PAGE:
• Parking is free for 90 minutes with validation from virtually every stand in the Market. I bought a baguette from one of the French bakeries and had my validation covered, all for about $3.

Cons:

  • There aren’t many cons, but as a pescatarian the dining options seemed to be limited.
  • It wasn’t very crowded on a Friday early evening, but I can imagine that it would be busy on weekends or during lunchtime. The Farmer’s Market is contained to a relatively small space and the walkways are very narrow. Avoid going during the rush times if you don’t want to brush shoulders with strangers.

Price: Entry to the Farmer’s Market is free. As stated above, 90 minute parking is free with validation. Otherwise, parking will cost $3 for the first 15 minutes and $1 for each additional 15 minutes thereafter, with a maximum fee of $24. It is also accessible through public transportation – take bus 14 or 16 from Downtown LA.

Vendor prices are a little higher than, say, a normal grocery store or fast food eatery. They aren’t outrageous, but keep in mind that these stands are small businesses AND are in a premium location. People sometimes equate Farmer’s Markets with Flea Markets – note that nothing here is a knock-off or offered at a discount. The experience is different than going to a restaurant or shopping at Trader Joe’s; seating is community-style and the selection will be limited. However, I think it’s a worthwhile way to support local businesses and experience a rich part of LA history and culture.

Is it worth it? Absolutely! If I lived closer I would visit the Farmer’s Market at least once a week. It’s clean, it’s safe, and it’s fun. There is no other place in LA like it and it’s worth a visit whether you’re a tourist or a local. Tucked away in a ritzy part of town, the Original Farmer’s Market is a relic of old Los Angeles not to be overshadowed by the Grove and Hollywood glamour. Meet Me at Third & Fairfax!

Pictures:

Wicked at the Pantages Theater – Homesplorin’ Edition 3

Despite how cool we think we are here in LA, there’s really no competing with the ultra-hip eastern folk in New York. Sure, we have Hollywood and the movie studios, but they have Broadway.  Having seen The Phantom of the Opera on Broadway myself, it’s hard to dispute the quality and excitement of a live-stage performance. 

Lucky for us little people in LA, we have the Pantages Theater which hosts all of the most popular touring musicals from Broadway. Situated right on Hollywood Blvd. and Vine, the theater is accessible from the Red Line metro (shocking, I know) if you’re not down to sit in traffic moving at a crawling pace. You’ll be dumped off right by the Walk of Fame and other kitschy shops and eateries, though the main attraction really is the Pantages Theater.

We took my mom to see Wicked for her birthday at the Pantages. It was the same crowd (sup, fam) with whom I saw The Phantom of the Opera in New York, so the standards were high. Here are the highlights:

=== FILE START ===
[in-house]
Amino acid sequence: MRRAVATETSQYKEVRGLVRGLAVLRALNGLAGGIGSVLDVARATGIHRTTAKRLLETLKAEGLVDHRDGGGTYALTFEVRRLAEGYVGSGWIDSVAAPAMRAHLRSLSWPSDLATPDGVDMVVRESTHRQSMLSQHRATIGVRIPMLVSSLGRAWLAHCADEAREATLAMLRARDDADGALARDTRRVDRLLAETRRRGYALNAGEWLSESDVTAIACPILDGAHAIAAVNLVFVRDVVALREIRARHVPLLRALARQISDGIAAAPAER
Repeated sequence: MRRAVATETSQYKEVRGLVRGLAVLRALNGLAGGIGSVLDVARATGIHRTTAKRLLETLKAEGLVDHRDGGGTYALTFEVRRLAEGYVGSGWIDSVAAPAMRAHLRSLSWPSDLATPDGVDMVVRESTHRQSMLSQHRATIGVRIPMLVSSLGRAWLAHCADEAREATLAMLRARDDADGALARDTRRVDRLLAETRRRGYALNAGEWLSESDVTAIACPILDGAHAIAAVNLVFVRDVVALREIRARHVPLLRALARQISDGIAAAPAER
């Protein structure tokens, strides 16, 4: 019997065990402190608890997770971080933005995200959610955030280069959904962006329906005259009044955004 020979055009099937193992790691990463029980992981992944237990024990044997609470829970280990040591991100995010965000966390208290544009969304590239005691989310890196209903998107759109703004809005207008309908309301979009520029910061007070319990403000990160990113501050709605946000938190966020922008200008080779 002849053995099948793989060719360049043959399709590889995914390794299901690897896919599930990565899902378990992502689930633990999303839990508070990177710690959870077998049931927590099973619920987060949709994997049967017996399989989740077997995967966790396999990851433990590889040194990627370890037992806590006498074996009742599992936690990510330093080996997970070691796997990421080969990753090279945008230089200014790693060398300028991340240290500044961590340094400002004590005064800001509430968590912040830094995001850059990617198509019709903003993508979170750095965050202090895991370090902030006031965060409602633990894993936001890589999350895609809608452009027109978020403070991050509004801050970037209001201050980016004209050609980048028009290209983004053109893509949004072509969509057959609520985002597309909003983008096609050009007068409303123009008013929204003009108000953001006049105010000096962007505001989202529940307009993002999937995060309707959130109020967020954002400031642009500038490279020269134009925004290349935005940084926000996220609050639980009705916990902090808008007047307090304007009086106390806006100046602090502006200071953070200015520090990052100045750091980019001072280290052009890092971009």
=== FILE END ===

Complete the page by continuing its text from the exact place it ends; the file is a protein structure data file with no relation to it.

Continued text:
Experience: 

Pros:

  • Disregarding some of my sarcastic comments above, the Pantages is actually in a great location. You could easily spend a few hours walking around Hollywood drinking, eating, and shopping before a show. Think of it as a mini Times Square, but with weirder people.
  • The theater, although appearing small at first glance, is spacious and beautifully decorated.
  • Even though I personally enjoyed the music and storyline of Phantom better, Wicked‘s touring group was extremely talented and very entertaining to watch. The caliber of performance is comparable to what you’d see on Broadway. Generally, you can always expect to see a quality show at the Pantages.
  • With the ticket lottery system you can score some great seats at a cheap price — more details below.

Cons:

  • Buying tickets outright ain’t cheap. But there are ways to get around this – see below. 
  • It is crowded – as Hollywood Blvd. typically is. I point this out simply because some people hate crowds.
  • The parking situation is out of control – be prepared to circle around for a while to find a reasonably affordable lot if you absolutely have to drive there (i.e. take the metro). 

Price: Pricing for tickets varies the most by seat or section, though prices sometimes are higher on weekend evenings. The Pantages’ ticket vendor is Ticketmaster, which also doubles as a resale market. Usually resale tickets are more expensive for a worse value, so try to buy direct from the vendor. Unfortunately, Ticketmaster slaps on an additional $20 or so of fees, which they don’t include in the price you’re initially seeing. For Wicked, the cheapest tickets were about $85 plus taxes and fees. If you want to go on a specific day and want guaranteed seating with your party, this will undoubtedly be a “splurge” experience. 

For those who have a flexible schedule and are flying solo or don’t care about sitting next to your significant other, there is an option to “win” tickets at a heavily discounted price. The terms of this lottery may vary slightly by show, so be sure to check the Pantages website for the most accurate information. My aunt and cousin were successful at getting these lottery tickets for Wicked – so their experience was as follows: